Why I don’t have a scale (and I’m not getting one anytime soon)

images(This is NOT me, obviously. I picked it because it’s a ridiculous “fitspo” image. Who runs in these clothes, anyway?)

If you haven’t already, you need to read these two articles: the first one is a Jezebel post about why being weight-obsessed is bullshit, and the second is about the so-called “strong is the new skinny” movement.

I’ve done the obsessing about my weight in my 20’s. I had this idea in my head, with absolutely no good reason, that 120 pounds was my ideal weight. I did not weigh 120 pounds, so I went on a “diet”. Also with no good reason, I decided to keep track of the grams of fat daily instead of calories or anything else. I read some book that said an average person needed about 50 grams of fat per day, so I decided to restrict myself to 30 a day. This may seem stupid, and it was. I didn’t do any real research about diet or fitness, but I did know that while carbs and protein are about 4 calories per gram, fat is 9. Less fat equals less calories, right? I now know that this is wrongwrongwrong. There are oh so many things that are low-fat or no-fat but are chock-full of calories and are just plain unhealthy.

I did lose a bit of weight, probably because I was riding my bike to commute to work, and my “diet” necessarily cut out things like fast food. But I went from dieting to borderline eating disorder. I spent a great deal of time calculating the fat content of everything, figuring out how much I had consumed and how much I had left. I weighed myself every Sunday morning because I read somewhere that it was “unhealthy” to weigh myself more often. I did get close to 120, but I never got below that, which was so discouraging. Every time the scale showed something over, it would affect my entire day, at least. A while ago, I read over my journals from that time and all I wrote about was what I ate and how I felt about what I ate. It’s a bit depressing to read about now. Did I really have nothing else going for me? Of course I did, but you would never know just by reading my journals.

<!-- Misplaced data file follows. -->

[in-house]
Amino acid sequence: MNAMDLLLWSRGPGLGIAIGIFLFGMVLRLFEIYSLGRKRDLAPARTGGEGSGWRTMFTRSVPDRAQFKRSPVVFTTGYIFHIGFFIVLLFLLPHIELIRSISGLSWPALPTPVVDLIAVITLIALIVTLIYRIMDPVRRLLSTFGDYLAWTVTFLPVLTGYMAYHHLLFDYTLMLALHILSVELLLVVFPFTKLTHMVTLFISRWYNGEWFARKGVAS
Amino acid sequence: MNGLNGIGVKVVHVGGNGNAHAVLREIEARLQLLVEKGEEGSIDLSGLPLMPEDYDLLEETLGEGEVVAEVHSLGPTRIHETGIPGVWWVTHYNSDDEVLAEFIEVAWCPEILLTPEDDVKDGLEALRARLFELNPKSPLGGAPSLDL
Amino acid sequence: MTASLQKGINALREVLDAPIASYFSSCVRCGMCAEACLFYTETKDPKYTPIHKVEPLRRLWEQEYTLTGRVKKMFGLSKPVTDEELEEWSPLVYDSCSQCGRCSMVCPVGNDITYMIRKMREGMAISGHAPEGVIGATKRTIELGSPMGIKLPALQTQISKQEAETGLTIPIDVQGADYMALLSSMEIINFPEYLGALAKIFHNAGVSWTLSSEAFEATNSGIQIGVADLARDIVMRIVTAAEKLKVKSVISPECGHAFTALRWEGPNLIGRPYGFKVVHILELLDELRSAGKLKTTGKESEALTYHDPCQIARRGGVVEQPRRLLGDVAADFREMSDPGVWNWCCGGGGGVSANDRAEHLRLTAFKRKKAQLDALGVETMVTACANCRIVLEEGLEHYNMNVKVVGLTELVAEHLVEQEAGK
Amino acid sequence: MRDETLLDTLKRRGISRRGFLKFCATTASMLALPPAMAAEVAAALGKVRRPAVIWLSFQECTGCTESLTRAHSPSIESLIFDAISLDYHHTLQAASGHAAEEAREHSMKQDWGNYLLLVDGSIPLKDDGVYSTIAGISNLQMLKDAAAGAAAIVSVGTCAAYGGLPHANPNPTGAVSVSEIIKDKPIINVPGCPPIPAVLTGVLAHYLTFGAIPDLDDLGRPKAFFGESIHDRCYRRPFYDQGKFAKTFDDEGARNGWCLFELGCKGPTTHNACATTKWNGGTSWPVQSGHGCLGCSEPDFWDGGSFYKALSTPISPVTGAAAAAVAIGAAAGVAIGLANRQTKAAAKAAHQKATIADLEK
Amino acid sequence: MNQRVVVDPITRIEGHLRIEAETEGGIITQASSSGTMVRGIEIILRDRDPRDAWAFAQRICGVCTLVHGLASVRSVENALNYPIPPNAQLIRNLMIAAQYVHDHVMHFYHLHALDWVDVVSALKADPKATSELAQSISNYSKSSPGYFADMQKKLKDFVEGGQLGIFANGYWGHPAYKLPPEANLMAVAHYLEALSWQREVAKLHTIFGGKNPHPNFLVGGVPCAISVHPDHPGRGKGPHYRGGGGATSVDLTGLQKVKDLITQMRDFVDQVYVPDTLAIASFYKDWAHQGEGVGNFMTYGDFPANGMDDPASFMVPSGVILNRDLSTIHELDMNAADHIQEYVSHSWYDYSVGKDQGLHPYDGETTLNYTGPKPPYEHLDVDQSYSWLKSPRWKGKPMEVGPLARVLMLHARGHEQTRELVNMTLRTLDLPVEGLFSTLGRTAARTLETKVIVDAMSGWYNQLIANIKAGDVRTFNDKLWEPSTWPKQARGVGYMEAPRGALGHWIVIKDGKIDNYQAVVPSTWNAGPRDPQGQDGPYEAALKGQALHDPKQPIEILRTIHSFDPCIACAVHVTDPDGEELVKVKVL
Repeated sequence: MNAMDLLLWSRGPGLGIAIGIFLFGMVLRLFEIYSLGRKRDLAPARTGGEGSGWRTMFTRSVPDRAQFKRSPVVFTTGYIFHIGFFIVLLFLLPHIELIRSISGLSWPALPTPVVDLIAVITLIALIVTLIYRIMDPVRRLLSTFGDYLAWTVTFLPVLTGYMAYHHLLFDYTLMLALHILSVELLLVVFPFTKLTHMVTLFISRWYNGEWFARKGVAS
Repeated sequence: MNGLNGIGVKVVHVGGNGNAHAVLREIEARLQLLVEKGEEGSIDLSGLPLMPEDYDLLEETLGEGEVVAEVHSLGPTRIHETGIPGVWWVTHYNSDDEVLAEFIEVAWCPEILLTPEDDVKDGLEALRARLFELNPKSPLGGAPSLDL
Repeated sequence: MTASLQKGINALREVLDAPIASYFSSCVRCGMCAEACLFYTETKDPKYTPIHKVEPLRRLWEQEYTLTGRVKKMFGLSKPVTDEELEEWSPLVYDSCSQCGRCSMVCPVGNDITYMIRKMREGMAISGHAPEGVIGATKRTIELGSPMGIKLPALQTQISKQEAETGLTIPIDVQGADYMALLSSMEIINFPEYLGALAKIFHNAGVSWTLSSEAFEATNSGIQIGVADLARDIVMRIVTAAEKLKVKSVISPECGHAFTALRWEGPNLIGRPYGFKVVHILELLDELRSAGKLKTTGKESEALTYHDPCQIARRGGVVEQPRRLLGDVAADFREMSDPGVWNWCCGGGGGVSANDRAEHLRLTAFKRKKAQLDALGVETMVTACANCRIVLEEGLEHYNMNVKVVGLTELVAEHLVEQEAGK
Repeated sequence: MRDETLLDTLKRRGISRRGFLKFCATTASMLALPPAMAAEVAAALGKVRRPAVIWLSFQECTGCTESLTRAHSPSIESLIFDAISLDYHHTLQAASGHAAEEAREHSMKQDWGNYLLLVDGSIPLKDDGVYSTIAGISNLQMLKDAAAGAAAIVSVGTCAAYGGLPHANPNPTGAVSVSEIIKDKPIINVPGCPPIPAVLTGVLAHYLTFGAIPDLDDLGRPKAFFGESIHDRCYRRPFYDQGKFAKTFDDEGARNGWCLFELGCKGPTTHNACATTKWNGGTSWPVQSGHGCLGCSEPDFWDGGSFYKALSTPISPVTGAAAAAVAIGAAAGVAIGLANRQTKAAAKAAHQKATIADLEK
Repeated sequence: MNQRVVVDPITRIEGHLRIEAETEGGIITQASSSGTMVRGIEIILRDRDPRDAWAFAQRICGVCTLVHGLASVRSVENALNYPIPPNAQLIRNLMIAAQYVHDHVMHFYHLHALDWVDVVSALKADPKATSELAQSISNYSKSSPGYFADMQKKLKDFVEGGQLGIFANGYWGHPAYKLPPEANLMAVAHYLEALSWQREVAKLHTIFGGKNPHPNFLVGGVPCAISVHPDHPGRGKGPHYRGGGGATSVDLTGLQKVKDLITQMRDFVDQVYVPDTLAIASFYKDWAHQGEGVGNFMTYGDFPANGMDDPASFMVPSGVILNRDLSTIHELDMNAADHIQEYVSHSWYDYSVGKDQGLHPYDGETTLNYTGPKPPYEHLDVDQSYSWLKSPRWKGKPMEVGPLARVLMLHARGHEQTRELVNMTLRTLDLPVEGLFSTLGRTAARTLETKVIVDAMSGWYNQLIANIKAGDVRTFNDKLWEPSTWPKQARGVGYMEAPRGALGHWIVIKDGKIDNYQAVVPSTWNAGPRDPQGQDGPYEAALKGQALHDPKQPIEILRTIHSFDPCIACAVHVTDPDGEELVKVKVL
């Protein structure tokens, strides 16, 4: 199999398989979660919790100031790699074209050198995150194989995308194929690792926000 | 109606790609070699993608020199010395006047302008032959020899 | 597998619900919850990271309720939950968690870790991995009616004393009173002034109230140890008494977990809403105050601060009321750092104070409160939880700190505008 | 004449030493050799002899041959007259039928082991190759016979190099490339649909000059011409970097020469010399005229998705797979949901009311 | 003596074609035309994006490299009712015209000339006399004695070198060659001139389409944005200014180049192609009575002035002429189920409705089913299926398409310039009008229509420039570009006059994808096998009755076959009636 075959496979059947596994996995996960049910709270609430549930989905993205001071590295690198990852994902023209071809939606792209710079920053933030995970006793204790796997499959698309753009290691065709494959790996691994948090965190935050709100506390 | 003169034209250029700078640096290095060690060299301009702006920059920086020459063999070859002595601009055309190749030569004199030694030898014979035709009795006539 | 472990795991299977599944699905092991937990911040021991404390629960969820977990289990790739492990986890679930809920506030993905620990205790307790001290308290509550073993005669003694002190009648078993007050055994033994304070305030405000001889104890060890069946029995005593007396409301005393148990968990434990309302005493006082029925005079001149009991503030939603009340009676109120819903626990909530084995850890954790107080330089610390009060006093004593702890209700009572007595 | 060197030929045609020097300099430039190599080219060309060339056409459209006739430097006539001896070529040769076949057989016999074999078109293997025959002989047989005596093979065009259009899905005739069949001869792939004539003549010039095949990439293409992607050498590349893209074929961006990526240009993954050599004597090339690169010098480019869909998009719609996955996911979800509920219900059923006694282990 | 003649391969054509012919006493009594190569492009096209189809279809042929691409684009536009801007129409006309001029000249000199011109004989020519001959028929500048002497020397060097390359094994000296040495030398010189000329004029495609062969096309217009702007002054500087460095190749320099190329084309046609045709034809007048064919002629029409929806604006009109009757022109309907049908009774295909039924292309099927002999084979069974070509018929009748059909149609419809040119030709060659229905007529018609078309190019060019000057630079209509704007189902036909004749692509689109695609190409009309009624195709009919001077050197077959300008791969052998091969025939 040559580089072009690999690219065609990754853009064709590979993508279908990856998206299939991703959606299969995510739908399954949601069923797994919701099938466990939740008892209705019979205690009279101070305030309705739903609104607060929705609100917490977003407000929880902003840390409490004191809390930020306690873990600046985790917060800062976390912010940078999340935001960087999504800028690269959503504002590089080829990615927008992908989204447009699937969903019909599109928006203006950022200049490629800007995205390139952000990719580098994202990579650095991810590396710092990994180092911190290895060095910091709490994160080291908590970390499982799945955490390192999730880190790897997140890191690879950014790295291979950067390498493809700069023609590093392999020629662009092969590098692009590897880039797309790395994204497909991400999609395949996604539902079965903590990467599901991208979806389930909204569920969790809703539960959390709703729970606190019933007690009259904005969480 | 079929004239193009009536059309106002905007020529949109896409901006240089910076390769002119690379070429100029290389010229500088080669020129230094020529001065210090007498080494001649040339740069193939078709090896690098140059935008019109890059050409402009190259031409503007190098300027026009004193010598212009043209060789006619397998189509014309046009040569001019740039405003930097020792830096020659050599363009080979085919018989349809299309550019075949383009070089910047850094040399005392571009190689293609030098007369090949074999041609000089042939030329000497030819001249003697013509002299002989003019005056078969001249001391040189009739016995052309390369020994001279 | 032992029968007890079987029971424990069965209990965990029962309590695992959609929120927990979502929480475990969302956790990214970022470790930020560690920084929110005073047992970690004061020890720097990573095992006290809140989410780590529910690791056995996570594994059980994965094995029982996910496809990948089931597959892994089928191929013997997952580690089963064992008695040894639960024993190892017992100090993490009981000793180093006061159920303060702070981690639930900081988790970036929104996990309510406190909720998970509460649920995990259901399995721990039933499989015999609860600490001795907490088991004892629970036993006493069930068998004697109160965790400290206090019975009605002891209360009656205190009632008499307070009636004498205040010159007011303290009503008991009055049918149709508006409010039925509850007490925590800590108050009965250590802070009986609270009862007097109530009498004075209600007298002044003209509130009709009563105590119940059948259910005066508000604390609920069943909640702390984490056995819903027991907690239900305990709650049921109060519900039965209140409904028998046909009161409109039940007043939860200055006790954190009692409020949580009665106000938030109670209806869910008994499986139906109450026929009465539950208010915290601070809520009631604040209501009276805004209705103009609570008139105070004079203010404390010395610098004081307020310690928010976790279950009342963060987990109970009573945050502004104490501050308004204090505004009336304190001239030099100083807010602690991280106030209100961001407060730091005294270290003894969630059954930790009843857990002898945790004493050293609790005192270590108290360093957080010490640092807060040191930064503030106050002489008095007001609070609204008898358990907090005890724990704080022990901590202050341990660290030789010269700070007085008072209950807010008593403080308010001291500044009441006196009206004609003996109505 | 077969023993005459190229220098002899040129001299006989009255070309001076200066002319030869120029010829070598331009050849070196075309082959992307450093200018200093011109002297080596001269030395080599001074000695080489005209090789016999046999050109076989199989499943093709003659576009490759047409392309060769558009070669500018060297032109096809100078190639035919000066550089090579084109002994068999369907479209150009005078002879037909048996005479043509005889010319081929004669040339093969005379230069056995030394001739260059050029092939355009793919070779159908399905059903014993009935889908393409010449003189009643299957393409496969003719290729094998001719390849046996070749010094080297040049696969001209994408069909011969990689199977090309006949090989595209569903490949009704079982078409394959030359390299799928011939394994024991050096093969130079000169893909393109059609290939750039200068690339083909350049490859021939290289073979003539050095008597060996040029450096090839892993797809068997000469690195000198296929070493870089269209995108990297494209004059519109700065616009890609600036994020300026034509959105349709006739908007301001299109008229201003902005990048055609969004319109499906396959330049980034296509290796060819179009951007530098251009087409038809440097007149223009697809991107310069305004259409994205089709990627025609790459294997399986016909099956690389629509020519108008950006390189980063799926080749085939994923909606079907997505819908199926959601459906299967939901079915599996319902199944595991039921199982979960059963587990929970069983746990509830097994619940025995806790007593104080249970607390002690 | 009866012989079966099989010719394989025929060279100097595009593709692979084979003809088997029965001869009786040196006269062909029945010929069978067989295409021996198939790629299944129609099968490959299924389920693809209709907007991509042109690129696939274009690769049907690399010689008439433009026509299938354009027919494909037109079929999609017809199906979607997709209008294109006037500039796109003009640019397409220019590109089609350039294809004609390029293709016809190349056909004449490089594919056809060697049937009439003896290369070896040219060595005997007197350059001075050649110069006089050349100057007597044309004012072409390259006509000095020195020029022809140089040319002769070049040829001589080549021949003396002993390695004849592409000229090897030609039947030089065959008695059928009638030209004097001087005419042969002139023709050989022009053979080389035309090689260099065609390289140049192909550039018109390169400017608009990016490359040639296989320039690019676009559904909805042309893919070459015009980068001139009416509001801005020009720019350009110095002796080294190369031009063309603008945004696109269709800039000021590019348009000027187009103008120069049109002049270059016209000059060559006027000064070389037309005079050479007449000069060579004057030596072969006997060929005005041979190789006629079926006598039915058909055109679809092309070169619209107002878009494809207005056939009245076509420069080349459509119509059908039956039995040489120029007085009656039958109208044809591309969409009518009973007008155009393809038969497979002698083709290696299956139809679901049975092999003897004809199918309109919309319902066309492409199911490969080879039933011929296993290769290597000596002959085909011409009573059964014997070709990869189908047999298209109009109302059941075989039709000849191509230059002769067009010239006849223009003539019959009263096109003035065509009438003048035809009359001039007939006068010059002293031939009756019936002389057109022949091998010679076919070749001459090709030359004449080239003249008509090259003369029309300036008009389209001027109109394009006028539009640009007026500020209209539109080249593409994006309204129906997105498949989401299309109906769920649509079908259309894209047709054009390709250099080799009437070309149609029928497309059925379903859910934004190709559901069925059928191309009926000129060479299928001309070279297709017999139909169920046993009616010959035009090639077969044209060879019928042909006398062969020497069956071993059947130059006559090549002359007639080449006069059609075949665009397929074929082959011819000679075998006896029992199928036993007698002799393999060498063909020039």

I’m also sad because I wasted so much time in my early twenties being unhappy with my body and wishing for what I didn’t have, rather than enjoying the body I did have. Looking back now,especially at pictures, I was beautiful, even though most of the time I felt fat. That’s when I can find pictures, because I avoided them. There were other issues at work as well, like the fact that I had trouble finding a job when I finished my diploma program at Camosun, so I ended up either unemployed or working at Subway. I didn’t have much control over my life, so I controlled what I ate. I even flirted with using diet pills and I tried to be bulimic, but neither really took (THANK ALL THE GODS).

What really turned it around for me was going back to school and taking up yoga. I had more control over my life and where it was heading. I was able to find out what my body was capable of, rather than just how it looked. I also found a circle of friends who cared more about what I thought than how I looked. It didn’t hurt that I was walking for at least 30 minutes per day to and from school and doing yoga 5 days a week (and that I was too poor to eat junk food). But I did stop being obsessed about my weight and used how my clothes fit rather than a scale to dictate my fitness.